With one rider, I worked on her landing, how she rode away from each fence and the speed in which she recovered: rebalancing the canter, checking she’s on the necessary canter lead and riding the turn after the jump. The quicker she can recover from a jump, the more time she’ll have to set up for the next fence. In jump of scenarios, a quicker recovery could mean that you can ride a tighter turn and shave precious seconds of your time. I used a very twisty course with lots of short approaches and getaways from fences to help my rider become more aware of the knock on effect of not preparing her getaway, or waiting until she’s landed and cantered a stride before thinking about her next jump.
On the dressage side of things, it is important to think about how you ride out of a school movement as finishing in a rushed, tense mess means that you will start your next movement in a rushed, tense mess, so you cannot execute that movement to the best of your ability.
The levels of dressage test takes recovery and preparation for each movement into account: at prelim level each movement is separated by some simple travelling around the arena. These filler movements allow you to rebalance yourself and your horse after a botched circle or transition so that you can do your best on the next movement. At elementary level, transitions, circles and school movements come up much quicker, meaning the rider has to plan how they finish a movement so that they are quickly set up for the next movement.
A very useful exercise for highlighting the importance of riding out of a movement is one of my favourite sequences to ride and teach with at the moment.
On the left rein, ride leg yield left from the letter F towards the centre line. After the EB line, halt and ride a turn on the forehand in a clockwise direction. Proceed in walk, leg yielding left back to the track. It seems pretty straightforward, but it’s important to break down the sequence even more. After the first leg yield, you need to ride a few strides in a straight line before halting. This is so that the horse halts in a balanced way, with their weight evenly distributed so that they can easily execute the turn on the forehand and don’t lurch sideways falling through their shoulder. It’s also important to halt, and have that moment of immobility, before asking your horse to turn on the forehand. Otherwise they will begin to fuss in a normal halt, anticipating a turn. This causes no end of problems down the centre line in your dressage tests!
After the turn on the forehand, pause. Again to let your horse process what they’ve just done and to rebalance themselves into a halt. Now, you should get a balanced, active transition to walk, and after a couple of straight strides, you can begin leg yielding back to the track. The straight strides ensure your horse is most able to moves sideways by using the inside hindleg to push across, rather than pulling across with the outside shoulder. On reaching the track, you right straight again, with their weight evenly over each side of their body. Then you can move up into trot or canter, and really feel the benefit of the lateral sequence you’ve just done.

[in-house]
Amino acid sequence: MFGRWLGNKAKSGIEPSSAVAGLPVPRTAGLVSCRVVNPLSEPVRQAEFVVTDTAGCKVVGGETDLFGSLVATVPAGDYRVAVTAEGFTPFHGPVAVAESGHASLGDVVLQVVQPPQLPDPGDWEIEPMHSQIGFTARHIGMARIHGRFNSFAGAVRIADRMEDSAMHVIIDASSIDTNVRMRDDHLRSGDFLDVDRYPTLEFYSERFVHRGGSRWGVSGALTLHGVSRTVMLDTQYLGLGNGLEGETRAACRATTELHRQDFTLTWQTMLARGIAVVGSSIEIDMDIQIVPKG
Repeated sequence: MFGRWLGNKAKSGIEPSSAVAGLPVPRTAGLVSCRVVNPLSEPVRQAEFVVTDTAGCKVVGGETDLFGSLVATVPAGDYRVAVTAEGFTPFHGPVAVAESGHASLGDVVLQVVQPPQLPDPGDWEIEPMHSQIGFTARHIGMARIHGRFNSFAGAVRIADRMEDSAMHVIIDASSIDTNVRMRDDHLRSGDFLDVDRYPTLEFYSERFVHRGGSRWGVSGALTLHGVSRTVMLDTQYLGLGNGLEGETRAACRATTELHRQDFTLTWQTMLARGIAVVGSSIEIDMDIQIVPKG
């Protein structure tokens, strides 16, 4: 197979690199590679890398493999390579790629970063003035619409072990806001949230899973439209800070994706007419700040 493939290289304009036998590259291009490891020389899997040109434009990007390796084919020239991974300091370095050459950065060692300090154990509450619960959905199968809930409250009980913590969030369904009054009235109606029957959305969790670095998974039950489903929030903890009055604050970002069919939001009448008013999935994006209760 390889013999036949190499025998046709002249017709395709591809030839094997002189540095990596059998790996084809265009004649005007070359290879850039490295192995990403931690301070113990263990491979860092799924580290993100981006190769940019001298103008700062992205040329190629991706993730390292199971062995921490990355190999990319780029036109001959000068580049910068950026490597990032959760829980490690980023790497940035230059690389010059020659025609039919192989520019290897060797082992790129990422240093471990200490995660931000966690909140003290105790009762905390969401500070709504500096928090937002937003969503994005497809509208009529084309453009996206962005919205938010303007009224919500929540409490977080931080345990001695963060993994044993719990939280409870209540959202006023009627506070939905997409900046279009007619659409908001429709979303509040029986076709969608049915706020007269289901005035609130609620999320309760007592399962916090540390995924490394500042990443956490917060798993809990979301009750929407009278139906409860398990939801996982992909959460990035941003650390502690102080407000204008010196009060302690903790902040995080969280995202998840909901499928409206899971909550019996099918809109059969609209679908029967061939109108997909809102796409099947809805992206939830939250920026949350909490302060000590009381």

Can you see how important those little breaks between each movement are? Each horse, depending on their level of training will need different lengths of time between each movement. An established schoolmaster will be able to go from leg yield to halt with only a stride of straight. A green horse, may need four strides to rebalance themselves after the leg yield. In training, it is better to give an extra stride, or second in the halt, before asking for the next movement so that your horse is more likely to do it correctly and to the best of their ability.
Next time you ride, have a think about how you’re coming out of a jump, or school movement, and see if it can be improved so that the trot you exited the circle with us as rhythmical and balanced as the trot you entered it. Then you can begin to think about how quickly you are ready to do another school movement. Could you do something at the next dressage letter, for example? When jumping, think about could you have ridden that turn between two fences if there was one less canter stride until the second – so a relates distance of four strides instead of five?
Last week I jumped a horse for a client. He’s new to her, and as she hasn’t jumped for a long time, I was given the job of putting him through his paces.
This horse is a keen and experienced jumper, but he can be a bit bargy on the ground so I wanted to establish the rules whilst jumping so that his rider would be confident and in control when she begins jumping.
I constructed a grid of three jumps, with one canter stride between. Starting with poles on the ground, I used these as part of my warm up. I trotted over them in both directions. Predictably, he rushed and tried to canter through the grid. So I made him halt. And then walk the rest of the grid. After doing this a couple of times he trotted sweetly over the grid in a lovely balanced rhythm.
I feel this is important as a rider lacking confidence when jumping needs to be able choose the pace they approach in. They may choose to trot into a cross pole for the first couple of times, then progress to cantering over it. When the jump becomes bigger, or an upright, they may decide to trot into it the first time. To help give the rider confidence, they need to know they will approach the jump at their chosen pace.